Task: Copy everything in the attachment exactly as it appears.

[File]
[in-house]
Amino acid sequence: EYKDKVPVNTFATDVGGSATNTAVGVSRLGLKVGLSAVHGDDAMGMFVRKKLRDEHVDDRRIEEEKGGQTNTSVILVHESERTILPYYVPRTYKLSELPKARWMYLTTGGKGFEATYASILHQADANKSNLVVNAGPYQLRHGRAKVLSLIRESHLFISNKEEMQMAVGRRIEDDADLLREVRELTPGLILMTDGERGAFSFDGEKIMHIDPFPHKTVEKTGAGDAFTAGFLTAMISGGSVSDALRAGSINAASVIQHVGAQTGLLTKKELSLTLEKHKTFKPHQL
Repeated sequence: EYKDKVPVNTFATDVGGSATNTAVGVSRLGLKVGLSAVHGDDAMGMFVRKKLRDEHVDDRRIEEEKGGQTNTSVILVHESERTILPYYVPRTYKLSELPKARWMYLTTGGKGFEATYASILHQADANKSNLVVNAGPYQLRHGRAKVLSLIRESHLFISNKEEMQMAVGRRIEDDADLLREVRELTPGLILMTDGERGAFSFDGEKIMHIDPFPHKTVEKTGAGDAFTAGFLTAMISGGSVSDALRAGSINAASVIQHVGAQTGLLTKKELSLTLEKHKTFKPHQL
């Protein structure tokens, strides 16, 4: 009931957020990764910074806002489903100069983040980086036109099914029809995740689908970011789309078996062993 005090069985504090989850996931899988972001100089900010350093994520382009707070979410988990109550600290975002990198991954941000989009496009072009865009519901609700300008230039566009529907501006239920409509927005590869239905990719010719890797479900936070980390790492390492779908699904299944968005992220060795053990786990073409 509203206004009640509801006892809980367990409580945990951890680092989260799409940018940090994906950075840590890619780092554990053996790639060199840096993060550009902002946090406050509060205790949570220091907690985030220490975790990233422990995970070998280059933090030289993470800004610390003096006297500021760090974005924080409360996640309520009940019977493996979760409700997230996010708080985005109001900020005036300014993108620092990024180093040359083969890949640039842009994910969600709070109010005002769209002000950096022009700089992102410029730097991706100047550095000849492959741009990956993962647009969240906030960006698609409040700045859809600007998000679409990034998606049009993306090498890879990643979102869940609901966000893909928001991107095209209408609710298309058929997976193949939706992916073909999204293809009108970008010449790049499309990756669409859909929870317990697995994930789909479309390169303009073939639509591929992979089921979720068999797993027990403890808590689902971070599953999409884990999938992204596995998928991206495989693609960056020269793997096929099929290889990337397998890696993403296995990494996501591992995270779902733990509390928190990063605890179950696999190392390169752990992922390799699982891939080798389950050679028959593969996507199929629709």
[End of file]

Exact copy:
[in-house]
Amino acid sequence: EYKDKVPVNTFATDVGGSATNTAVGVSRLGLKVGLSAVHGDDAMGMFVRKKLRDEHVDDRRIEEEKGGQTNTSVILVHESERTILPYYVPRTYKLSELPKARWMYLTTGGKGFEATYASILHQADANKSNLVVNAGPYQLRHGRAKVLSLIRESHLFISNKEEMQMAVGRRIEDDADLLREVRELTPGLILMTDGERGAFSFDGEKIMHIDPFPHKTVEKTGAGDAFTAGFLTAMISGGSVSDALRAGSINAASVIQHVGAQTGLLTKKELSLTLEKHKTFKPHQL
Repeated sequence: EYKDKVPVNTFATDVGGSATNTAVGVSRLGLKVGLSAVHGDDAMGMFVRKKLRDEHVDDRRIEEEKGGQTNTSVILVHESERTILPYYVPRTYKLSELPKARWMYLTTGGKGFEATYASILHQADANKSNLVVNAGPYQLRHGRAKVLSLIRESHLFISNKEEMQMAVGRRIEDDADLLREVRELTPGLILMTDGERGAFSFDGEKIMHIDPFPHKTVEKTGAGDAFTAGFLTAMISGGSVSDALRAGSINAASVIQHVGAQTGLLTKKELSLTLEKHKTFKPHQL
């Protein structure tokens, strides 16, 4: 009931957020990764910074806002489903100069983040980086036109099914029809995740689908970011789309078996062993 005090069985504090989850996931899988972001100089900010350093994520382009707070979410988990109550600290975002990198991954941000989009496009072009865009519901609700300008230039566009529907501006239920409509927005590869239905990719010719890797479900936070980390790492390492779908699904299944968005992220060795053990786990073409 509203206004009640509801006892809980367990409580945990951890680092989260799409940018940090994906950075840590890619780092554990053996790639060199840096993060550009902002946090406050509060205790949570220091907690985030220490975790990233422990995970070998280059933090030289993470800004610390003096006297500021760090974005924080409360996640309520009940019977493996979760409700997230996010708080985005109001900020005036300014993108620092990024180093040359083969890949640039842009994910969600709070109010005002769209002000950096022009700089992102410029730097991706100047550095000849492959741009990956993962647009969240906030960006698609409040700045859809600007998000679409990034998606049009993306090498890879990643979102869940609901966000893909928001991107095209209408609710298309058929997976193949939706992916073909999204293809009108970008010449790049499309990756669409859909929870317990697995994930789909479309390169303009073939639509591929992979089921979720068999797993027990403890808590689902971070599953999409884990999938992204596995998928991206495989693609960056020269793997096929099929290889990337397998890696993403296995990494996501591992995270779902733990509390928190990063605890179950696999190392390169752990992922390799699982891939080798389950050679028959593969996507199929629709």